Another badass testament to Donnie Yen’s inimitable action-star prowess, this Hong Kong cop flick centers around two partners, one an ace officer, the other an undercover mole, as they attempt to take down a ruthless drug ring. We see Yen’s Det. Sgt. Ma get in the face of the central baddies, three evil Vietnamese brothers/dealers, before getting in an altercation with one of their henchmen; we soon learn that this “henchman” is in fact Wilson, Ma’s close friend and partner, deep undercover with the dealers. Losing his marbles, as these tortured undercovers usually do, Wilson begins a tenuous romance with a devoted former flame. As Ma and Wilson bust one of the brothers, and get closer than ever to dismantling the drug ring for good, Wilson’s girlfriend gets kidnapped; the two must set straight their resolve, their partnership, and their sense of righteousness to take down the bad guys, get the girl, and get out alive.
If that last part made the film sound like something you’ve seen before, you are not entirely inaccurate, at least in terms of narrative. While the plot moves along at a clip, slowing down only for the wholly successful love story involving Wilson, there is very little here in terms of overarching narrative that brings anything new to the table. That being said, the details are rock solid, and contribute just as much to the overall package as anything else; Wilson’s tiny, noodle-littered apartment, Ma’s relationship with his mother, and the oddly calm locale where the climax takes place are all wonderfully evocative touches that keep the film from feeling like some generic actioner. But, of course, the main distinguishing factor between this and similar Hong Kong (and American) cop flicks is Donnie Yen’s work as the lead and as the action choreographer. Faster and more built in his 40′s than many of his more youthful contemporaries, Yen lets actor Louis Koo, who cuts an endearing figure, run with the more interesting acting role, while Yen, himself, coasts on style and physical presence alone. Apparently, Yen made this film after an excursion to the U.S. inspired him to incorporate more MMA moves into his wushu, and the result is a more contact-heavy, brutal flavor to his typically elegant movements. The other cast members are proficient enough, but it is clear that Yen is the clear standout in terms of technique; Yen’s similar Kill Zone benefited from having Sammo Hung, who once took on Bruce freaking Lee on film, as the villain, but the baddies here are young guys just waiting to get their Donnies Yenned. Nonetheless, this is a stellar example of the potential of HK action cinema, even when it’s slightly derivative, and yet another showcase for badass mofo Donnie Yen to be a badass mofo.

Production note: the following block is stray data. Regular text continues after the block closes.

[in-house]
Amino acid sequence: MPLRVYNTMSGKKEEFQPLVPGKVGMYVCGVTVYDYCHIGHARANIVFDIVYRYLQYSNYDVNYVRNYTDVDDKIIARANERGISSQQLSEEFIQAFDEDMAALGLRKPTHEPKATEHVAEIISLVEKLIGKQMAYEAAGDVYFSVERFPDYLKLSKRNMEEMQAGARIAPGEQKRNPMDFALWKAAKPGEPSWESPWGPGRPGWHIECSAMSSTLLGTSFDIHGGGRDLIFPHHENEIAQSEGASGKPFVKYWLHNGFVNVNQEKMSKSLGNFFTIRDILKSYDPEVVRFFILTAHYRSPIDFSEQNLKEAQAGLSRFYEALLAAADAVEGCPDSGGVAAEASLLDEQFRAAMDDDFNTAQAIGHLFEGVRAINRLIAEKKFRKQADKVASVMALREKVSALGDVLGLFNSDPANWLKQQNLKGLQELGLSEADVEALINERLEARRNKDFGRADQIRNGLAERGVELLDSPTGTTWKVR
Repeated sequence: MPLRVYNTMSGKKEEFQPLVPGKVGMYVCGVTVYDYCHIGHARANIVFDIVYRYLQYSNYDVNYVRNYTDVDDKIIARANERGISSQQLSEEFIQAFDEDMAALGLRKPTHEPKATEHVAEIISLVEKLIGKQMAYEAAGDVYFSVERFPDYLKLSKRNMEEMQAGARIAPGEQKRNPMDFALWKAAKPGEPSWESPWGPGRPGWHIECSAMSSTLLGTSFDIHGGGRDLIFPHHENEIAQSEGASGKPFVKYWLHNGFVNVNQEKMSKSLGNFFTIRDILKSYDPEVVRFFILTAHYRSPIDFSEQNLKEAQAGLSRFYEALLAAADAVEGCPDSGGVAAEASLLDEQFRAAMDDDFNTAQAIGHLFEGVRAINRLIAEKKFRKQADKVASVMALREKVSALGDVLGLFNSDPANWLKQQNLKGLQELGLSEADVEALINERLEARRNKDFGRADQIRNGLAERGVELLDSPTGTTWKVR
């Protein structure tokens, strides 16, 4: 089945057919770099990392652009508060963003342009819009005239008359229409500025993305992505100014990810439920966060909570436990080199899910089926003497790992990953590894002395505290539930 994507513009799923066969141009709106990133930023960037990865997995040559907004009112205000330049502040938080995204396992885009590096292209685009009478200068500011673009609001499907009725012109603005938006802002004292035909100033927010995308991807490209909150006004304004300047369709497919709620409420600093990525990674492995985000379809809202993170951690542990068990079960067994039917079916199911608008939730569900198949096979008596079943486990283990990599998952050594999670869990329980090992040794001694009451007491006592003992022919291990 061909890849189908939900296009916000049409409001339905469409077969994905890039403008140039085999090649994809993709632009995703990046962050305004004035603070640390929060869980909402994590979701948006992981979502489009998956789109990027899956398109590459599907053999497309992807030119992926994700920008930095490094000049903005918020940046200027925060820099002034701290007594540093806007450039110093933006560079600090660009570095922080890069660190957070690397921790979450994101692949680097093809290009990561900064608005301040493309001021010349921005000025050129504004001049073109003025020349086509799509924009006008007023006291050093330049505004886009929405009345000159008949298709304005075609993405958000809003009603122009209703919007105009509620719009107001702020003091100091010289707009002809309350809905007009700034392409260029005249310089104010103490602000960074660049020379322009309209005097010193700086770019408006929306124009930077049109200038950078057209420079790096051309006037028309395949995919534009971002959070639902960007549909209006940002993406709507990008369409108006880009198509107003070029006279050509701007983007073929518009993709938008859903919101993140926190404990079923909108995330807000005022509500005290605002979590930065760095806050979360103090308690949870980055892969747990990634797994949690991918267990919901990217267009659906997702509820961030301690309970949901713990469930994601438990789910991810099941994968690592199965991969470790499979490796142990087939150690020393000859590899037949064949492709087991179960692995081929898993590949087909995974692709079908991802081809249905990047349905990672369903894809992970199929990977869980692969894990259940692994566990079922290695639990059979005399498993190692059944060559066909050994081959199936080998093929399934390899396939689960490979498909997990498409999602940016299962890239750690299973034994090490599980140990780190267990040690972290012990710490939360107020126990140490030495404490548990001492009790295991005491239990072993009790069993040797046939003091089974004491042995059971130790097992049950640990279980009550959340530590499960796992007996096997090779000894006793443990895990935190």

Recommended to fans of contemporary Hong Kong action cinema with only a touch of melodrama, or of Donnie Yen. For a Yen crash course, I’d start with either Kill Zone or especially Iron Monkey; however, this is no weak link, but rather another in that league of action flick.